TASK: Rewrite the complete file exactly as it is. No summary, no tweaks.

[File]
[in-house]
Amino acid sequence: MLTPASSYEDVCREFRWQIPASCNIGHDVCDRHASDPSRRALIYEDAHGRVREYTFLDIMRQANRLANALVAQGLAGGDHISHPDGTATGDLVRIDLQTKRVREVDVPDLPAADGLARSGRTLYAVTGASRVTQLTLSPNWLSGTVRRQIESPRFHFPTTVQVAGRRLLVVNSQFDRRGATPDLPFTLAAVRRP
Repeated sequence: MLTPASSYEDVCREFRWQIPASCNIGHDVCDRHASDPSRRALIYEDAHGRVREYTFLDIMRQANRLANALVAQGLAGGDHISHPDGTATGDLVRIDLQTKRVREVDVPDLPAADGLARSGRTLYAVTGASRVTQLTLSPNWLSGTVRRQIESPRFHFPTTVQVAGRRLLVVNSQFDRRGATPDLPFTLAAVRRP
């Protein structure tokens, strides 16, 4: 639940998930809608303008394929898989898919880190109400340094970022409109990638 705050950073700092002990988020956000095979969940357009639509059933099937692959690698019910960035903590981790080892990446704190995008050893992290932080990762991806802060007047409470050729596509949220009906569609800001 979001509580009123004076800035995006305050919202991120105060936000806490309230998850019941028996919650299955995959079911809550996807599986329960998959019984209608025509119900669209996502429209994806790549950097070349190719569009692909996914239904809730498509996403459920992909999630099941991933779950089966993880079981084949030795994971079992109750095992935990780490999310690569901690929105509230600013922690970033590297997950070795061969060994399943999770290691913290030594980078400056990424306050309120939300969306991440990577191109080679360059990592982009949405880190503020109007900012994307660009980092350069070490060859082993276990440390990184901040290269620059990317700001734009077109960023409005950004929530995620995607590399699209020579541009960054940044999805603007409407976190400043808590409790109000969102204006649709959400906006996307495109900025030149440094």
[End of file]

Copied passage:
[in-house]
Amino acid sequence: MLTPASSYEDVCREFRWQIPASCNIGHDVCDRHASDPSRRALIYEDAHGRVREYTFLDIMRQANRLANALVAQGLAGGDHISHPDGTATGDLVRIDLQTKRVREVDVPDLPAADGLARSGRTLYAVTGASRVTQLTLSPNWLSGTVRRQIESPRFHFPTTVQVAGRRLLVVNSQFDRRGATPDLPFTLAAVRRP
Repeated sequence: MLTPASSYEDVCREFRWQIPASCNIGHDVCDRHASDPSRRALIYEDAHGRVREYTFLDIMRQANRLANALVAQGLAGGDHISHPDGTATGDLVRIDLQTKRVREVDVPDLPAADGLARSGRTLYAVTGASRVTQLTLSPNWLSGTVRRQIESPRFHFPTTVQVAGRRLLVVNSQFDRRGATPDLPFTLAAVRRP
């Protein structure tokens, strides 16, 4: 639940998930809608303008394929898989898919880190109400340094970022409109990638 705050950073700092002990988020956000095979969940357009639509059933099937692959690698019910960035903590981790080892990446704190995008050893992290932080990762991806802060007047409470050729596509949220009906569609800001 979001509580009123004076800035995006305050919202991120105060936000806490309230998850019941028996919650299955995959079911809550996807599986329960998959019984209608025509119900669209996502429209994806790549950097070349190719569009692909996914239904809730498509996403459920992909999630099941991933779950089966993880079981084949030795994971079992109750095992935990780490999310690569901690929105509230600013922690970033590297997950070795061969060994399943999770290691913290030594980078400056990424306050309120939300969306991440990577191109080679360059990592982009949405880190503020109007900012994307660009980092350069070490060859082993276990440390990184901040290269620059990317700001734009077109960023409005950004929530995620995607590399699209020579541009960054940044999805603007409407976190400043808590409790109000969102204006649709959400906006996307495109900025030149440094």